A.K.A, Boom!!


The Flat Tire

I HATED it had to happen in the height of Xavier’s rant. The I-told-you-so’s flew off of his lips with relish. Apparently, the boom was the first indication that the tire was in trouble. I am sure God let the tire run on something because it lasted until we cleared some mountains and the sun brightened the sky. Don't be surprised, reader, that I attribute so much to God. It is normal to do so for people like me. If I know the source of my situation it makes me feel in control.

Xavier and I exited the car to change the tire amid his overly expressive advice that we should turn back and avoid further embarrassment. I became angry because I figured he was right, but I could not go back. I felt the urge to go forward and so did the others in the van save Xavier. No, we would not turn around. Aside from that drive to go that I shared with the other family members, I was not about to let a flat tire take away my goal to get to this conference. I did not make it to law school, but I WOULD make it to Conference!

“Get back in the van. I will change the tire myself. I don’t need your help” with that attitude. I left off that last part, though.

I did not want his help. I meant it, but I did need it. I do have health problems. There was no way I could change that tire with the tools I had and in my physical condition—heaven knows I tried! I do not believe either of us could have changed the tire in that cold weather we were unprepared to face. We had come from Phoenix, where it was hot! We did not expect freezing cold!


Afryka prayed quietly in the van as I prayed silently as I worked on the tire. The kids huddled together in the van for warmth as the temperature seemed to drop just because we had the nerve to drive in Utah at this time of day.

Aside from these real circumstances, I must admit, I spooked myself with stories that White people in Utah hated Blacks before we made the trip. I knew there were breakaway groups from the church in Utah that believed Blacks did not have souls. I just knew that one of those people would happen upon us and kill all the boys and take the women away to massacre them!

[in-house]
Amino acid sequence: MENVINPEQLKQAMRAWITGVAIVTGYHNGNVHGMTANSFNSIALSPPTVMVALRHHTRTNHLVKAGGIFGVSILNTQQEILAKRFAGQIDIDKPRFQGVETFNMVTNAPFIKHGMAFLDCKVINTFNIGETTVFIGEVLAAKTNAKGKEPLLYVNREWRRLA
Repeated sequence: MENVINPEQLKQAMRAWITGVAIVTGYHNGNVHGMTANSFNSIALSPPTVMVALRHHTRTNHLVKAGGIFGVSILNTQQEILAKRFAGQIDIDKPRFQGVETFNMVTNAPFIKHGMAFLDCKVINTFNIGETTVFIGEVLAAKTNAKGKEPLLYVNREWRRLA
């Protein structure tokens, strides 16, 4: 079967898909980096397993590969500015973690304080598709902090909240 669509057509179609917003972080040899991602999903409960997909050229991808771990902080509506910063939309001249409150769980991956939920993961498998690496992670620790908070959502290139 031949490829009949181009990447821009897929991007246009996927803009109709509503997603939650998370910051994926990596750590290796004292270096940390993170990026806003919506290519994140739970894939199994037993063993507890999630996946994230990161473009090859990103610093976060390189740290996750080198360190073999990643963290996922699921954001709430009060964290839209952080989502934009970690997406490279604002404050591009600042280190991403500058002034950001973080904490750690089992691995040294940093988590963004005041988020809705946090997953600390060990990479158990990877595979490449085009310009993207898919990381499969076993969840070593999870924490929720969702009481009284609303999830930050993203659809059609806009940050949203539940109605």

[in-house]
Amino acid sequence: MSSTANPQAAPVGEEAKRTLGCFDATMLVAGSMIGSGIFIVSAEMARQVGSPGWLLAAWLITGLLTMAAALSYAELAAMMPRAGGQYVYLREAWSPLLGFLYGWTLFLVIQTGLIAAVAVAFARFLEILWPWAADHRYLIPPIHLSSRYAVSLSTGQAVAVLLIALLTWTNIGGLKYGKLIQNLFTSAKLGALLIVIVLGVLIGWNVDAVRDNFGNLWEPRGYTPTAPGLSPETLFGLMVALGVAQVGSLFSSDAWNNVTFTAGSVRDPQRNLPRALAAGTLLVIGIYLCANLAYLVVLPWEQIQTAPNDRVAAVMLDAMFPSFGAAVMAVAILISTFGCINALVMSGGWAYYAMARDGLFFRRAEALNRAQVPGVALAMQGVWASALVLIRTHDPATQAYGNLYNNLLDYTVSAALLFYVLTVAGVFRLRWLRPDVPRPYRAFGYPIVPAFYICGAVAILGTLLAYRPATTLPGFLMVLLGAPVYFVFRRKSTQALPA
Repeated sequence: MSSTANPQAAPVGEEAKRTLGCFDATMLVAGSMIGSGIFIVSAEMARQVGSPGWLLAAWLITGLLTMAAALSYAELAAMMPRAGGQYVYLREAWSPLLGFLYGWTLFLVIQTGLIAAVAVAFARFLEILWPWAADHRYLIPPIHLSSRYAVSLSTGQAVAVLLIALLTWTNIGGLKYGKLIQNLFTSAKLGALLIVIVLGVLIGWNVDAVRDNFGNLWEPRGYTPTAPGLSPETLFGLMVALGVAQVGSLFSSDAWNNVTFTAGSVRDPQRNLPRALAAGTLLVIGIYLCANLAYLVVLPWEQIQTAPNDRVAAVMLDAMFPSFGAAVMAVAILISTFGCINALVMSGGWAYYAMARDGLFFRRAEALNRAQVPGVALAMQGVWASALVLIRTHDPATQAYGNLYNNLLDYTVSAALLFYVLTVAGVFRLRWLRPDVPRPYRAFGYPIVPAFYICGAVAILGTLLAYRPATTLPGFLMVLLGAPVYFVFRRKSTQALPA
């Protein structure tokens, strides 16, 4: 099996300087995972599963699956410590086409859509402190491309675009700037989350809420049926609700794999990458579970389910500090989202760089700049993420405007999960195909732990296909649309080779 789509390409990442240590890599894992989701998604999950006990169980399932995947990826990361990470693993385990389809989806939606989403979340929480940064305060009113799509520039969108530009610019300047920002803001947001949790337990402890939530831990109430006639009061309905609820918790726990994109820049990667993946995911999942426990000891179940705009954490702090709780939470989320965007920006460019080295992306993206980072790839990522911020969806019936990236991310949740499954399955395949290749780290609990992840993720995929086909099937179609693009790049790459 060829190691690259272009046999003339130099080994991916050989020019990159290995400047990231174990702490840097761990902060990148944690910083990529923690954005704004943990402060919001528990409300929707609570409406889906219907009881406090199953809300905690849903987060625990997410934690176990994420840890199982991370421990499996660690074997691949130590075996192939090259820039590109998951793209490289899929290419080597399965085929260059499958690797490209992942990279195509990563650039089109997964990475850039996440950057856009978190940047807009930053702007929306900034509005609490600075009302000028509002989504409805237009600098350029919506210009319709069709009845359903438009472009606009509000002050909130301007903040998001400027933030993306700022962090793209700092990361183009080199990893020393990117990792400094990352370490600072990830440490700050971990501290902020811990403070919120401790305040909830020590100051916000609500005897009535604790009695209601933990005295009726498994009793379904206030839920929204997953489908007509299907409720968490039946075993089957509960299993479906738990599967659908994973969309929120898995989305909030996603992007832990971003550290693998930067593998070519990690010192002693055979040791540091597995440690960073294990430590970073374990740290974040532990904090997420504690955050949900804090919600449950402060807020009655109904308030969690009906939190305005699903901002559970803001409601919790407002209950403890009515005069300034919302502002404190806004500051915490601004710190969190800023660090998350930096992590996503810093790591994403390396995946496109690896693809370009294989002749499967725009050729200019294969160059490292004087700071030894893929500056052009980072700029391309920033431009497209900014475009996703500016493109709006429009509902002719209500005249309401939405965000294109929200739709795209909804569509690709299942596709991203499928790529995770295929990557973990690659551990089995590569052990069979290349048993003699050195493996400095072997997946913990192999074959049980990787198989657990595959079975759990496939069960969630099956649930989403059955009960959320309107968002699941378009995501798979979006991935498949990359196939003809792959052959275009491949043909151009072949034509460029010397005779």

The GPS had told us to go the wrong way so many times—down dirt roads and towards spooky looking houses—I was frayed emotionally, but I could not let the family know. They were counting on me and my tire changing skills. I could feel the vinegar from the pickle we were in!

A truck drove by, turned around, parked yards away, and cut the engine. Out popped a man. Queue the suspenseful drama music that excites my faculties when it is on a movie screen, but not in reality.

© 2018 Rodric Anthony


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    • Rodric29 profile imageAUTHOR

      Rodric Anthony 

      2 years ago from Surprise, Arizona

      Ann, thanks for following along. I will be posting the story every week on Mondays. The scary thing about it is it happened only 2 years ago. My oldest kid has moved out and we live in a different city now. It is strange how things can change so quickly.

    • annart profile image

      Ann Carr 

      2 years ago from SW England

      You do the suspense very well! I like 'I could feel the vinegar from the pickle...'; great phrase.

      Ok, so what happens next.....?!


    • Rodric29 profile imageAUTHOR

      Rodric Anthony 

      2 years ago from Surprise, Arizona

      Thanks, Bill. I hope I don't get in trouble for using the picture. It is my way to know if the family reads my articles or not. Since I have heard no complaints, I doubt they have been reading.

    • billybuc profile image

      Bill Holland 

      2 years ago from Olympia, WA

      Beautiful family you have, Rodric, and a great story.